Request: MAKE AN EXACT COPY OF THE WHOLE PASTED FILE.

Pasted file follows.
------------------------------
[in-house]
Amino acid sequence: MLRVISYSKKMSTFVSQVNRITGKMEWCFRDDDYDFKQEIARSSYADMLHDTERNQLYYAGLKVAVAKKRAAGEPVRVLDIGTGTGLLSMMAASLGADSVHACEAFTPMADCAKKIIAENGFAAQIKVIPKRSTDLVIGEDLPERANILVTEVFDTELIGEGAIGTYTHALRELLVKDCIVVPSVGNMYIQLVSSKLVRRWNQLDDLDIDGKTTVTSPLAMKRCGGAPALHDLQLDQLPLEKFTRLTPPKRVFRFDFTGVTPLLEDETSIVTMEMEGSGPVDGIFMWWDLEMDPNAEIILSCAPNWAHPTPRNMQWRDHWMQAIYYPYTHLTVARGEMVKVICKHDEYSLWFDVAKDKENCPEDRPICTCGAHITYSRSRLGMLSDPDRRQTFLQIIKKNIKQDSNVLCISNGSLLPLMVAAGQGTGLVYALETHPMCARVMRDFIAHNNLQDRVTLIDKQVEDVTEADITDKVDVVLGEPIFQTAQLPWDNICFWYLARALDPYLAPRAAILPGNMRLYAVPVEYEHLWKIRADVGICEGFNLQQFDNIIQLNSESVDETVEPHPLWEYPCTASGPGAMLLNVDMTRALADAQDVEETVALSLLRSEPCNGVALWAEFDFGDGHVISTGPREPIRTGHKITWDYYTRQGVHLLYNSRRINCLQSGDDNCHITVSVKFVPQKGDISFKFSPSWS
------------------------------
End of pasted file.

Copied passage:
[in-house]
Amino acid sequence: MLRVISYSKKMSTFVSQVNRITGKMEWCFRDDDYDFKQEIARSSYADMLHDTERNQLYYAGLKVAVAKKRAAGEPVRVLDIGTGTGLLSMMAASLGADSVHACEAFTPMADCAKKIIAENGFAAQIKVIPKRSTDLVIGEDLPERANILVTEVFDTELIGEGAIGTYTHALRELLVKDCIVVPSVGNMYIQLVSSKLVRRWNQLDDLDIDGKTTVTSPLAMKRCGGAPALHDLQLDQLPLEKFTRLTPPKRVFRFDFTGVTPLLEDETSIVTMEMEGSGPVDGIFMWWDLEMDPNAEIILSCAPNWAHPTPRNMQWRDHWMQAIYYPYTHLTVARGEMVKVICKHDEYSLWFDVAKDKENCPEDRPICTCGAHITYSRSRLGMLSDPDRRQTFLQIIKKNIKQDSNVLCISNGSLLPLMVAAGQGTGLVYALETHPMCARVMRDFIAHNNLQDRVTLIDKQVEDVTEADITDKVDVVLGEPIFQTAQLPWDNICFWYLARALDPYLAPRAAILPGNMRLYAVPVEYEHLWKIRADVGICEGFNLQQFDNIIQLNSESVDETVEPHPLWEYPCTASGPGAMLLNVDMTRALADAQDVEETVALSLLRSEPCNGVALWAEFDFGDGHVISTGPREPIRTGHKITWDYYTRQGVHLLYNSRRINCLQSGDDNCHITVSVKFVPQKGDISFKFSPSWS